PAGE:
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Subtopic:   STAMP COMMISSION
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U761-118


3. What lawyers were engaged by the government or any department of the government on the commission, and what was paid to them: (a) for fees; (b) for expenses?


CON

Richard Bedford Bennett (Prime Minister; President of the Privy Council; Secretary of State for External Affairs)

Conservative (1867-1942)

Mr. BENNETT:

The answer to the first

question, Mr. Speaker, is $9,21822, but that does not include any expenditures by way of salaries to permanent officials of the Departs ment of External Affairs.

In answer to the second question, no sum was paid for fees to any of the commissioners, but for expenses Sir Josiah Stamp received $2,120.57; Chief Justice Brown, $1,198.16; Mr. W. S. Evans, $1,101.73. Sir Josiah Stamp declined to accept any fee for his services, and, as has been intimated, a piece of plate was presented to him. Chief Justice Brown expects to be paid some small honorarium for his services, an appropriation for which will be included in the supplementary estimates, no amount having been determined.

In answer to the third question, the only legal adviser employed was Mr. S. T. Sweat-man, K.C. He has not yet been paid for his services. For expenses he received S988.50.

That is the only information at the moment that I can give the hon. gentleman, except to repeat that the disbursements do not include the salaries of the permanent officials of the Department of External Affairs, who, especially in the person of Mr. Pearson, gave some services to the commission.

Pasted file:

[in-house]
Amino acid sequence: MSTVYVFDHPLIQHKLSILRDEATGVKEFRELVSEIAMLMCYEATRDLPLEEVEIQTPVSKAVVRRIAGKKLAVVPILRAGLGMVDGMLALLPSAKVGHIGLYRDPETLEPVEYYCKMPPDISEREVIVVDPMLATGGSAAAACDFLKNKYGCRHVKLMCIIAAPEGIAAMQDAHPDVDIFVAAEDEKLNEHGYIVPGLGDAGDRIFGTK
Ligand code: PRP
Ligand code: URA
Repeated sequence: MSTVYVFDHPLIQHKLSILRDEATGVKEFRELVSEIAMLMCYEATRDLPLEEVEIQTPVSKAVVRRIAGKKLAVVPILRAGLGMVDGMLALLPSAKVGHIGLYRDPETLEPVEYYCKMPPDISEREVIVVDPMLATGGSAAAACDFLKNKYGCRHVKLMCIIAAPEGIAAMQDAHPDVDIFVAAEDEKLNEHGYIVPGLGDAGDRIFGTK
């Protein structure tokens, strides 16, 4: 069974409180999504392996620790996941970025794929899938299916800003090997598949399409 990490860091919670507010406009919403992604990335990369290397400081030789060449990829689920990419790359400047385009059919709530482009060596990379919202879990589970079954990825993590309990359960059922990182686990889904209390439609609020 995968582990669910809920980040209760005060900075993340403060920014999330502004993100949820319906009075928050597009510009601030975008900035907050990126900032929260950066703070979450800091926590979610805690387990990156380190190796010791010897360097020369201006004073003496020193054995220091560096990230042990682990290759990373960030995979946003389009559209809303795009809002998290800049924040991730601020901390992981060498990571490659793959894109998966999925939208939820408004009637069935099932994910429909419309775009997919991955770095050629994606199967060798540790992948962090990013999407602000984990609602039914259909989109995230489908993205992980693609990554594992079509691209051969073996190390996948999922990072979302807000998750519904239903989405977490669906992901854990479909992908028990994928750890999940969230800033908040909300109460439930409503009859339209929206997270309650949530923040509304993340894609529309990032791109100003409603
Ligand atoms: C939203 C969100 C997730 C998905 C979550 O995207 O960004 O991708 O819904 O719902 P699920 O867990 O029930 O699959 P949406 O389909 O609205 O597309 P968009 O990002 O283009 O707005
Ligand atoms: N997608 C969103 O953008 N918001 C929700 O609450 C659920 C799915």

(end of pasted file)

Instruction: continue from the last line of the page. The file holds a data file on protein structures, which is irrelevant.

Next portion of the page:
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Subtopic:   U761-118
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SALMON TREATY

LIB

Mr. REID:

Liberal

1. Have any representations been made by the province of British Columbia or any official of any department of the province of British Columbia, suggesting or asldng the Dominion government to consider the advisability of depleting the salmon in the Fraser river in the event of the salmon treaty now before the United States government not being agreed to?

2. If so, are any such suggestions or recommendations being seriously considered by the Dominion government?

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Subtopic:   SALMON TREATY
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CON

Richard Bedford Bennett (Prime Minister; President of the Privy Council; Secretary of State for External Affairs)

Conservative (1867-1942)

Mr. BENNETT:

The answer is no, Mr. Speaker, unless the hon. gentleman includes an official letter written by one of the officials in western Canada to a gentleman in Ottawa. No representations have been made in the sense in which the question is asked.

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Subtopic:   SALMON TREATY
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NEW FACTORIES IN CANADA, 1921-1930

CON

Mr. COTNAM:

Conservative (1867-1942)

1. How many new factories located in Canada during each year from 1921 to 1930?

2. How many factories closed their doors, each year from 1921 to 1930?

3. How many new factories located in Canada from September 1, 1930, to date?

Questions

Topic:   QUESTIONS
Subtopic:   NEW FACTORIES IN CANADA, 1921-1930
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April 11, 1932